When The Characters Take Charge

The Arts

It took me years to realise that books are made by characters, not plots. Yet sometimes characters are so overpoweringly real that they go in search of the author – beware of creating fictional figures that might spring to life when you least expect it…

In The Land of Laughs Jonathan Carroll’s hero is an author who has populated the town of Galen, Missouri with his own characters, building detailed backstories for them. But when the author dies the characters live on. The book, which plays like a magical realist Ray Bradbury-influenced fantasy, acted as a springboard for Carroll’s career, and remains his best book (at least, of the ones I’ve read; there are 14).

Mr Toppit concerns one Arthur Hayman, author of ‘The Hayseed Chronicles’, who dies, but by a strange chain of events his series of children’s novels become world-famous. However, buried deep inside the books lie a secret that affects his remaining family – and the unseen sinister figure of Mr Toppit controls them all…sadly, this was the only book from Charles Elton, about whom I can find nothing at all.

Declan Burke’s Absolute Zero Cool is the tale of a porter who plans to burn down the hospital where he works in a clever meta-fiction wherein the leading character’s interference in the story keeps undermining the author’s intentions. It’s a neat parable about the creative spirit.

The most charming tale I’ve come across about fictional characters taking over comes from the under-recognised Frank Baker.

In his enchanting Miss Hargreaves two friends on holiday in Ireland are required to invent the titular 83 year-old woman to gain access to a church. Later, forced to explain how they met her by a suspicious girlfriend, they slowly add details to her life, embellishing her backstory with news that she always travels with a cockatoo, a harp and her own hip-bath. The lark gets out of hand when they receive a telegram from Miss Hargreaves herself, informing them that she is coming to stay for an indefinite period – but how can they explain who she is when they can’t even understand why she exists?

A comedy about the creative imagination, loss of control and the pressures of conformity, ‘Miss Hargreaves’ came to the London stage starring Margaret Rutherford and was supposed to be a film but – the war happened. There’s a terrific edition of the book from Tartarus.

6 comments on “When The Characters Take Charge”

  1. Roger says:

    …and – of course – there’s At Swim Two-Birds, where the author and his characters (including the son of the author and a character) compete to write one another’s fates.

  2. snowy says:

    Charlie Elton is/was an Exec Prod at ITV.

    “Charles Elton worked as a designer and editor in publishing before becoming a literary agent. Since 1991 he has worked in television and for the past ten years has been the executive producer in drama at ITV. Among his productions are the Oscar-nominated short Syrup, The Railway Children, Andrew Davies’s adaptation of Northanger Abbey, and the recent series Time of Your Life, all produced in association with WGBH Boston’s Masterpiece Theater.”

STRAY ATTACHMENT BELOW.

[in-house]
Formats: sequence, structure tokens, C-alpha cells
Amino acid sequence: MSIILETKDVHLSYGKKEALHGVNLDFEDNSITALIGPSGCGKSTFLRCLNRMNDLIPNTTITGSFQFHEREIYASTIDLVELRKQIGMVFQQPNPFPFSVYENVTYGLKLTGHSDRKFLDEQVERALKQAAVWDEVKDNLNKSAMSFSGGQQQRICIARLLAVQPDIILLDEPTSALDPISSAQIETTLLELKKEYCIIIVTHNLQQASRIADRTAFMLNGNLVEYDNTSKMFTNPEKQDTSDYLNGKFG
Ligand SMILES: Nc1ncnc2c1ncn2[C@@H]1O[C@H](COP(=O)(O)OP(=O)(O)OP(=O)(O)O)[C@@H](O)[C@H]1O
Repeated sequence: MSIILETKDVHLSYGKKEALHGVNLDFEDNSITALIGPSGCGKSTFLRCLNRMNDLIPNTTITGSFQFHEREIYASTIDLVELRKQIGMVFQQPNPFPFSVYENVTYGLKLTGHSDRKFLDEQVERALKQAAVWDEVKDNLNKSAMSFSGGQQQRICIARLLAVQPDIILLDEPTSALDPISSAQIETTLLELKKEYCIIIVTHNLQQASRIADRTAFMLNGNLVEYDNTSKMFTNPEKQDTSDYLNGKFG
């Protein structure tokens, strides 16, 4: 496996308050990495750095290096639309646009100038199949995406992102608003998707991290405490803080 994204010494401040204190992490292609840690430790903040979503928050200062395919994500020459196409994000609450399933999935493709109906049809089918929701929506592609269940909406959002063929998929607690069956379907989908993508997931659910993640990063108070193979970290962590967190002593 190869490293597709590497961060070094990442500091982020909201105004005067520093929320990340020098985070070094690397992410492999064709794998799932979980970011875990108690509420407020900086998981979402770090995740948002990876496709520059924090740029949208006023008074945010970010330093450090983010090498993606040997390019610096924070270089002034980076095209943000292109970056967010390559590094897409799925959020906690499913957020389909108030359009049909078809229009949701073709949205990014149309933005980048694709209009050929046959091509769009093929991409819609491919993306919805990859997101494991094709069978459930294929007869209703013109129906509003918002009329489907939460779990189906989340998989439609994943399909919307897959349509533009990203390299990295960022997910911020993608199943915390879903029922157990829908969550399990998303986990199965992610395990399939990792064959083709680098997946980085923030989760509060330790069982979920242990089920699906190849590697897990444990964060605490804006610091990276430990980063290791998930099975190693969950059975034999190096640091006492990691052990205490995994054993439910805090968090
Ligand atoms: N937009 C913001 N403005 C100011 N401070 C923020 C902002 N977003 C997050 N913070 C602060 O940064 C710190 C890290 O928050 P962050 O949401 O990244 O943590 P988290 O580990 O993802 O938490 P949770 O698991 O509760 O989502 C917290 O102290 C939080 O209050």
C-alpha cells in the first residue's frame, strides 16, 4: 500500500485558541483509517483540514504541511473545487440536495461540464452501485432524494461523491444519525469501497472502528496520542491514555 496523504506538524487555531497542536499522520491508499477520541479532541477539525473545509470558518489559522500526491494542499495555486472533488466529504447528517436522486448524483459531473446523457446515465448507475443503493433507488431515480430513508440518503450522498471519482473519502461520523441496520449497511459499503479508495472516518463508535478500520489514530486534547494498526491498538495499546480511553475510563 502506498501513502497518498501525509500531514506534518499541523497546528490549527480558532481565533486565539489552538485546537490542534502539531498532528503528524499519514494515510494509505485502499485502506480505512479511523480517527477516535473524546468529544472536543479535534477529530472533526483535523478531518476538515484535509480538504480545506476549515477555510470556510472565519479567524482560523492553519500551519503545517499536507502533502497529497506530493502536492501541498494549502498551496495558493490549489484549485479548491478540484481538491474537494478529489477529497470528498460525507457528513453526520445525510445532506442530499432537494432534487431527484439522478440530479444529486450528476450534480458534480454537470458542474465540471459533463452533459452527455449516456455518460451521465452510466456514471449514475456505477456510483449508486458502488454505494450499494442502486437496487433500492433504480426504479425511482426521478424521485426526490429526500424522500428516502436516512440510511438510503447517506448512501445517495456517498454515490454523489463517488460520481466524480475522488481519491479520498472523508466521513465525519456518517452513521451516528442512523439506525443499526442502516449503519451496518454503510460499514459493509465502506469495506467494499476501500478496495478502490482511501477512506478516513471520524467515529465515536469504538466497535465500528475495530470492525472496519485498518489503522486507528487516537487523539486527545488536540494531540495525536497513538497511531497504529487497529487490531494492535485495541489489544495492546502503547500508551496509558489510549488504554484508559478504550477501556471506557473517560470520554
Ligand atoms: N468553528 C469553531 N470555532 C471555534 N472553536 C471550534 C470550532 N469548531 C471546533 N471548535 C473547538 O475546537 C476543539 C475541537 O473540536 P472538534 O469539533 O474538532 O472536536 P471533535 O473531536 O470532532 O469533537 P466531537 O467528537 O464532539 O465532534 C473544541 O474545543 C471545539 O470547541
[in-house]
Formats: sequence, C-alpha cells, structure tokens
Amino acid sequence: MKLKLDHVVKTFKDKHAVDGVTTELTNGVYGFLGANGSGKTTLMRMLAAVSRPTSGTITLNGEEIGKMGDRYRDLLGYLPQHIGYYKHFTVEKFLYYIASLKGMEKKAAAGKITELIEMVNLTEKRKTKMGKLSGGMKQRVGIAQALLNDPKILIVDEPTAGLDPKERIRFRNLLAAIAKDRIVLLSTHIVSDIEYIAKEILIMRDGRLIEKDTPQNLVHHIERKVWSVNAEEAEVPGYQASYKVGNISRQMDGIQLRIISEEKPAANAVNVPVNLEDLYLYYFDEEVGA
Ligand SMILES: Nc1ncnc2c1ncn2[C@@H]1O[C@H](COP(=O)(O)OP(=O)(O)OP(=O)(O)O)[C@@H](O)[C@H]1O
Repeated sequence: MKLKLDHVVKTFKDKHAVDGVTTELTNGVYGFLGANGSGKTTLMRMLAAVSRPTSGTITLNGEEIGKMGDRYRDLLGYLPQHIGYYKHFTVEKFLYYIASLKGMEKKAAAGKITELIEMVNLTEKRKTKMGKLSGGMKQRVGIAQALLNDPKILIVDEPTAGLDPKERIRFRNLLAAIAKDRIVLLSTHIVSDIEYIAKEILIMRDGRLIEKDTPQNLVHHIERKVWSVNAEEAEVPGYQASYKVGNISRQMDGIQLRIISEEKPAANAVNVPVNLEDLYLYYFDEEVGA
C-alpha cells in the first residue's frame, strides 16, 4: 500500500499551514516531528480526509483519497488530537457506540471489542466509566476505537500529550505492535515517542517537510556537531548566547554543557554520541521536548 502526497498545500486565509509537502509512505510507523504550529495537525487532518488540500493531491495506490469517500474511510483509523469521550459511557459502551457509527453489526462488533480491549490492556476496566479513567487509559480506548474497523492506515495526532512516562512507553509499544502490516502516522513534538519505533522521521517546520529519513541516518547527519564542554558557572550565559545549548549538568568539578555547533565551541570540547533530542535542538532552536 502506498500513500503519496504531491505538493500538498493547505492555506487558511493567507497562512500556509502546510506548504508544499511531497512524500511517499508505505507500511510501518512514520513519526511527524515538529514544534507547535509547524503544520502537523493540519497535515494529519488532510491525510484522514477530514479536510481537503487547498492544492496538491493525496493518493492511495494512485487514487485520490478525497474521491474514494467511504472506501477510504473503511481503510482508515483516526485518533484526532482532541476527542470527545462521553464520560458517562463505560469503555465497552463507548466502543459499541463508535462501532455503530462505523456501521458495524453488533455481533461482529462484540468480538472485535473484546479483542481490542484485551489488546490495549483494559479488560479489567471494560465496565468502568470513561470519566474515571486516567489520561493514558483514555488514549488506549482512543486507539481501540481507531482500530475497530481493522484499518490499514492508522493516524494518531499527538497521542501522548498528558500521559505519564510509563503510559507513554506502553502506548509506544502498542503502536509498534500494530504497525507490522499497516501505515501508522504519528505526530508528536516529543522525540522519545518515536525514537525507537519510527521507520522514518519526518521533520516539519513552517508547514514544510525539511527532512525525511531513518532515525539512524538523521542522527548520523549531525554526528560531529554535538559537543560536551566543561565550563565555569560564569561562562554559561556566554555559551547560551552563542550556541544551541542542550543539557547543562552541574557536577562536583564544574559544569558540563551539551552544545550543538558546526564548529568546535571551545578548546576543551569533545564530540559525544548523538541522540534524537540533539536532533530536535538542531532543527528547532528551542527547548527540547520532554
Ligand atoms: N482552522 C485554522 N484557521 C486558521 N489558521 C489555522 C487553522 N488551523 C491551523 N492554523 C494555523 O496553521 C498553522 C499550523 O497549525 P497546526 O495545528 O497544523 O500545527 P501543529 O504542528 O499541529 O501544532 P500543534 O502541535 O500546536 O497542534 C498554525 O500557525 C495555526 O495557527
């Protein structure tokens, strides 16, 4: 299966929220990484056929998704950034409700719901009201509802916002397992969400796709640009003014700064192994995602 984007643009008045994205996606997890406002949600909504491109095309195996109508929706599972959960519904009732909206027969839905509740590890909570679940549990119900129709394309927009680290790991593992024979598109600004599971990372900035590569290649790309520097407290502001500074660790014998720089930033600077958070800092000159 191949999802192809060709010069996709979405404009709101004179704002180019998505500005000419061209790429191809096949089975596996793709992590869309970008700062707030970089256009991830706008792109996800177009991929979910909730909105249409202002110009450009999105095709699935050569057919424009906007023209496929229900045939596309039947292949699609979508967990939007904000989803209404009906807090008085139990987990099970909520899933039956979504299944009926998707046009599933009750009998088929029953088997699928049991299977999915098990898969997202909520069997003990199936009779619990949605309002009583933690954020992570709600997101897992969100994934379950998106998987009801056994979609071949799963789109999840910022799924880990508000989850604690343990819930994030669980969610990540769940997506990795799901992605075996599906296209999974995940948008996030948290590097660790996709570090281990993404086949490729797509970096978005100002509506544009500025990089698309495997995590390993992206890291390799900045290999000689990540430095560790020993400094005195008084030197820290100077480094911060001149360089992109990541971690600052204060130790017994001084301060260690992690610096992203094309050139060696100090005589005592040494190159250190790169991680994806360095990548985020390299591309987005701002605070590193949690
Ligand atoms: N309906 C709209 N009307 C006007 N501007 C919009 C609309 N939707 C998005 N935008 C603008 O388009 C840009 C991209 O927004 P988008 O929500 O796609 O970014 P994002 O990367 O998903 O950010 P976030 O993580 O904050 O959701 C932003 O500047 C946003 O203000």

[His other book is called “The Songs” 2017]

  3. brooke says:

    Hi, Snowy. Follow-up to our conversation: From our library system podcast. Start around 30:00 when Q&A begins.
    https://www.youtube.com/watch?v=gB1nOa5k-64.

  4. Jesica says:

    I absolutely am hooked on Bryant and May. I think I am the only one here who is….hooked. Bunch of Minnesotans with no sense of quirky humor live here. Or much of any humor for that matter. That is OK, I shall keep B&M selfishly to myself .
    Off Kilter Lunacy—could not have said it better.

    I keep my phone handy to look up stuff to try to catch you in some outlandish lie. I have not found one yet. So very interesting about all the weird London places, people, words,events. Who knew? Oh yeah,,,,,Bryant.

    While I am cozily snuggled in my reading chair with a cup of coffee, tea or more likely wine handy, I am pen and paper-less.
    
Mayhap you could think about creating a glossary in the back so I can refer to all the quirky words and obscure murders, etc so I don’t have to get up and lose my place or spill my drink. Please?

    Am just now finished with The Lonely Hour which I adored other than May going missing or dead. I shall be anxiously awaiting your next endeavor at uncovering yet more weird and obscure London-ness-es.

    Your writing is great. The characters to me are believable. I am one of those actually. Sort of.

    You have a very strangely brilliant and inquisitive mind. Maybe you could a serial murderer.

  5. admin says:

    Thanks Snowy – many strings to his bow.
    ‘I’ve been meaning to write a novel but I just haven’t had the time’ – London cabbie to me.

  6. snowy says:

    Thanks B, given how badly Poetry pays these days he should turn his story into a ‘one man show’ and tour it, needs to get the tone/style exactly right – a bit of Richard Pryor circa 1978 mixed with ‘?’.

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